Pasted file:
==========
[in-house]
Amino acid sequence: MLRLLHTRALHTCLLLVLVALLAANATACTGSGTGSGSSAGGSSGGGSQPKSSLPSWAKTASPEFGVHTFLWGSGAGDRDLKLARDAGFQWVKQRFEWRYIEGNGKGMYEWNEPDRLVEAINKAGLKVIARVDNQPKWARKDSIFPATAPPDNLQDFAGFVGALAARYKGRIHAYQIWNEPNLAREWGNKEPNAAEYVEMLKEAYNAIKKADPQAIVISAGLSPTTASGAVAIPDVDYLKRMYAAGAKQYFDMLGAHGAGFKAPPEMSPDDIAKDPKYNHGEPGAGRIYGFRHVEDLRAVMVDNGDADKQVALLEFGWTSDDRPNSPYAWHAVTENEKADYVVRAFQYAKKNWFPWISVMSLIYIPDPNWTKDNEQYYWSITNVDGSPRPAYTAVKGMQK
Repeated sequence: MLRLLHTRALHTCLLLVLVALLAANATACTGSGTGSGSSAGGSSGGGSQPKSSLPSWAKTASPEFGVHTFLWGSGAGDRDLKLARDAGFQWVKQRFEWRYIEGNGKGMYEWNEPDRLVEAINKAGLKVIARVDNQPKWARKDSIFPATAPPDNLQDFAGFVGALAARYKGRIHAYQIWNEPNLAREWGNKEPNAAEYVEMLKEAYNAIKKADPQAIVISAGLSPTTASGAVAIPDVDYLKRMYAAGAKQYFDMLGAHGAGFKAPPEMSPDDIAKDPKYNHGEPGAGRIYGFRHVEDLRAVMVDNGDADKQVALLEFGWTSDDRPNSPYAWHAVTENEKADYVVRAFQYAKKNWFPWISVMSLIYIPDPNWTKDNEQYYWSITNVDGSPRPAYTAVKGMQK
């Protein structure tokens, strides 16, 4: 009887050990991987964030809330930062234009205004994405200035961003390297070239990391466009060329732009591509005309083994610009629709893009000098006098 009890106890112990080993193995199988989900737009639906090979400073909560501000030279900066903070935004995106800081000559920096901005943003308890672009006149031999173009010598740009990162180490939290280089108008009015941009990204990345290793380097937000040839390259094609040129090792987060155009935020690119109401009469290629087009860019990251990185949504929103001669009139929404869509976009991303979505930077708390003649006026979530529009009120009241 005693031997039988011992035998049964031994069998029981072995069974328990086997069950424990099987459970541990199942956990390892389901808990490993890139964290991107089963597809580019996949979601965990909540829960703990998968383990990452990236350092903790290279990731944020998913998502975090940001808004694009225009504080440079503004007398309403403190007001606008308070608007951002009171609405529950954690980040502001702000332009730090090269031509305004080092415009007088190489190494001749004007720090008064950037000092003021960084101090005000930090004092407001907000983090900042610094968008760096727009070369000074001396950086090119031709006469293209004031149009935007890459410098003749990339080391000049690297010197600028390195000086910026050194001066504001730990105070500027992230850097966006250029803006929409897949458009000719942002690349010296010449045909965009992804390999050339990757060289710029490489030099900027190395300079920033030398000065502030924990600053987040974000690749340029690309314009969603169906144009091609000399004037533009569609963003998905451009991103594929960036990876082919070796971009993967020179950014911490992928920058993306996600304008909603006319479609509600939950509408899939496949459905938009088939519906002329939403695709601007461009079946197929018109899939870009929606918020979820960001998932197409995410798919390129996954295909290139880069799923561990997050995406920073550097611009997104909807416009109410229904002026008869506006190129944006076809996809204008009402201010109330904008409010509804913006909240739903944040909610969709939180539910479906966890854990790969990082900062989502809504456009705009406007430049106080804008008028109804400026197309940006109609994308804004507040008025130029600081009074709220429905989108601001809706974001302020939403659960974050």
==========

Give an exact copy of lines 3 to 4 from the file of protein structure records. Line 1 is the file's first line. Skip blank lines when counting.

Repeated sequence: MLRLLHTRALHTCLLLVLVALLAANATACTGSGTGSGSSAGGSSGGGSQPKSSLPSWAKTASPEFGVHTFLWGSGAGDRDLKLARDAGFQWVKQRFEWRYIEGNGKGMYEWNEPDRLVEAINKAGLKVIARVDNQPKWARKDSIFPATAPPDNLQDFAGFVGALAARYKGRIHAYQIWNEPNLAREWGNKEPNAAEYVEMLKEAYNAIKKADPQAIVISAGLSPTTASGAVAIPDVDYLKRMYAAGAKQYFDMLGAHGAGFKAPPEMSPDDIAKDPKYNHGEPGAGRIYGFRHVEDLRAVMVDNGDADKQVALLEFGWTSDDRPNSPYAWHAVTENEKADYVVRAFQYAKKNWFPWISVMSLIYIPDPNWTKDNEQYYWSITNVDGSPRPAYTAVKGMQK
């Protein structure tokens, strides 16, 4: 009887050990991987964030809330930062234009205004994405200035961003390297070239990391466009060329732009591509005309083994610009629709893009000098006098 009890106890112990080993193995199988989900737009639906090979400073909560501000030279900066903070935004995106800081000559920096901005943003308890672009006149031999173009010598740009990162180490939290280089108008009015941009990204990345290793380097937000040839390259094609040129090792987060155009935020690119109401009469290629087009860019990251990185949504929103001669009139929404869509976009991303979505930077708390003649006026979530529009009120009241 005693031997039988011992035998049964031994069998029981072995069974328990086997069950424990099987459970541990199942956990390892389901808990490993890139964290991107089963597809580019996949979601965990909540829960703990998968383990990452990236350092903790290279990731944020998913998502975090940001808004694009225009504080440079503004007398309403403190007001606008308070608007951002009171609405529950954690980040502001702000332009730090090269031509305004080092415009007088190489190494001749004007720090008064950037000092003021960084101090005000930090004092407001907000983090900042610094968008760096727009070369000074001396950086090119031709006469293209004031149009935007890459410098003749990339080391000049690297010197600028390195000086910026050194001066504001730990105070500027992230850097966006250029803006929409897949458009000719942002690349010296010449045909965009992804390999050339990757060289710029490489030099900027190395300079920033030398000065502030924990600053987040974000690749340029690309314009969603169906144009091609000399004037533009569609963003998905451009991103594929960036990876082919070796971009993967020179950014911490992928920058993306996600304008909603006319479609509600939950509408899939496949459905938009088939519906002329939403695709601007461009079946197929018109899939870009929606918020979820960001998932197409995410798919390129996954295909290139880069799923561990997050995406920073550097611009997104909807416009109410229904002026008869506006190129944006076809996809204008009402201010109330904008409010509804913006909240739903944040909610969709939180539910479906966890854990790969990082900062989502809504456009705009406007430049106080804008008028109804400026197309940006109609994308804004507040008025130029600081009074709220429905989108601001809706974001302020939403659960974050």